Sergio, the subject of climate change offers up multiple reasons for individuals and the general public to simply ignore it. You mentioned the view that "the community does feel that developed countries do not care about the problem.". That same dynamics can be found in the view that states that Big Business has all the political power and so why should a simple citizen even try to do anything. In simple terms, the leadership factor is simply not working on the climate change issue. However, in today's digital world, we all can be engaged at what is, historically speaking, a high level and do so globally. If we choose to. Let me briefly sketch out how Chile can play a central role in climate change mitigation. As you know, the Humboldt Current runs the length of Chile and is the primary driver of the local weather. And, the development of an El Nino event will change the local weather (rain). Yet, the El Nino will also bring disaster to the local wild catch fishery and thus cause profound economic stress for Chile and its' neighbors. Theoretically, means and methods (see below) could be deployed to mitigate/moderate an El Nino and the S.E. Pacific coastal countries could play a key role in that effort. However, it is clear that an El Nino event is the most complex earth system we now know of and mitigating/moderating an El Nino event would require global level policy/civil society/scientific involvement. Thus, Chile, being physically in a prime technical geophysical position, could be a prime organizer of such a global effort in mitigating/moderating global warming damage around the planet. As to what "means and methods" which can mitigate an El Nino, one first needs to realize that the El Nino Southern Osculation (ENSO) complex of conditions and events pivot around what is called the 'surface effect'. In simple words, the warm Western/Central Equatorial Pacific water is moved (blown) across the Pacific and this phenomenon, to a large degree, is only within the first meter of the surface (i.e. surface effect). With the strategic placement of a large fleet of large scale fuel/food marine cultivation platforms, with surface water cooling ability (which is a key technical factor in the MBECS technology being proposed in this competition), the warm surface water moving across the equatorial Pacific could be intercepted and cooled before accumulating in the E. Pacific. With your legal training and experience, I'm sure you can foresee the complexity of coming to intergovernmental level agreement on such a mitigation (tactical) maneuver. Yet, at this point in time, deployment of such a fleet is completely legal (i.e. not covered by law). Thus, and hypothetically, even the smaller nations, such as the S.E Pacific nations, can play a highly important role in global warming mitigation. As an interesting side note, a fleet large enough to 'cool' an El Nino would be close to the size needed to produce a large potion of the planetary need for a biofuel replacement for all FFs. Sergio, I would be highly interested in your legal view of the above global warming mitigation technical scenario. Best regards, Michael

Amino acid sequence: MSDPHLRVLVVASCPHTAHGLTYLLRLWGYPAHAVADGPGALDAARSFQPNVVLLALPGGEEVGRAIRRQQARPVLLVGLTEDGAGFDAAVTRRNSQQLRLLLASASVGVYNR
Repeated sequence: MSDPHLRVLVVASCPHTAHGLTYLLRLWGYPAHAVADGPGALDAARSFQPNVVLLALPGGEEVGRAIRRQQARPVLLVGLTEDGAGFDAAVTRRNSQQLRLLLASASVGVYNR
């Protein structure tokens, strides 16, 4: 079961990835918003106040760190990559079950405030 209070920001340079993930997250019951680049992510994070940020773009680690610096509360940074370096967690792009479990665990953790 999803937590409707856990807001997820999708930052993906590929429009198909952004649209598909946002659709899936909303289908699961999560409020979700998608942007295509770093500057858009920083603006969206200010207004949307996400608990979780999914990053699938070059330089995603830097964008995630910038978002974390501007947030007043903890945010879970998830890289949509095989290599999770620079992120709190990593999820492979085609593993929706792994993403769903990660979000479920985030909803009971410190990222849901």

Michael Hayes

Aug 9, 2014
03:52

Member


6 |
Share via:
Proposal
contributor
In an effort to answer the questions raised in the other contests, which the overall IMBECS Protocol proposal has reached the semi-final level, I've created a Google Doc to help avoid character limitations and provide working links to key references. Many questions being asked about the IMBECS Protocol requires more than simplistic answers. The Google Doc., titled simply 'Response to the MIT Climate CoLab Questions', can be found at the below address. https://docs.google.com/document/d/1acQkkyOKrbovpYr2lcArbCSNKl1rFDA0GgSG_MJayXU/pub The above document will be up-dated until completion of all related contests.